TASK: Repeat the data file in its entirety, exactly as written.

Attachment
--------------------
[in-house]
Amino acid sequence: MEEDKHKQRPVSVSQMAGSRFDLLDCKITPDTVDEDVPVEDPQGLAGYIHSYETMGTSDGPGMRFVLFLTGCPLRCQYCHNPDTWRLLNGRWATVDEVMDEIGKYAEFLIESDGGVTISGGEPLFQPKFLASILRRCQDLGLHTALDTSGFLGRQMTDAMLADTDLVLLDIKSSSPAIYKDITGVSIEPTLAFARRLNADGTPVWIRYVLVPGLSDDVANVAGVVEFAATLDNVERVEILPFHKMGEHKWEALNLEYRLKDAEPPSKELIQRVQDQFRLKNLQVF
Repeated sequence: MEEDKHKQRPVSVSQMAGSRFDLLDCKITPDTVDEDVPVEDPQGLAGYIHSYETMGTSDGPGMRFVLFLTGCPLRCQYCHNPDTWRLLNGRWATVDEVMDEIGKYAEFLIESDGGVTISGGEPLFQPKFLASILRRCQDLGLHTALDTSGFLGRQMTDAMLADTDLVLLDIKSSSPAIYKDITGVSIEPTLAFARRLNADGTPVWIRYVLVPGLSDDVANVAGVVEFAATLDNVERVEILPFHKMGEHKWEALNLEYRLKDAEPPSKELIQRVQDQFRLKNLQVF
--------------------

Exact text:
[in-house]
Amino acid sequence: MEEDKHKQRPVSVSQMAGSRFDLLDCKITPDTVDEDVPVEDPQGLAGYIHSYETMGTSDGPGMRFVLFLTGCPLRCQYCHNPDTWRLLNGRWATVDEVMDEIGKYAEFLIESDGGVTISGGEPLFQPKFLASILRRCQDLGLHTALDTSGFLGRQMTDAMLADTDLVLLDIKSSSPAIYKDITGVSIEPTLAFARRLNADGTPVWIRYVLVPGLSDDVANVAGVVEFAATLDNVERVEILPFHKMGEHKWEALNLEYRLKDAEPPSKELIQRVQDQFRLKNLQVF
Repeated sequence: MEEDKHKQRPVSVSQMAGSRFDLLDCKITPDTVDEDVPVEDPQGLAGYIHSYETMGTSDGPGMRFVLFLTGCPLRCQYCHNPDTWRLLNGRWATVDEVMDEIGKYAEFLIESDGGVTISGGEPLFQPKFLASILRRCQDLGLHTALDTSGFLGRQMTDAMLADTDLVLLDIKSSSPAIYKDITGVSIEPTLAFARRLNADGTPVWIRYVLVPGLSDDVANVAGVVEFAATLDNVERVEILPFHKMGEHKWEALNLEYRLKDAEPPSKELIQRVQDQFRLKNLQVF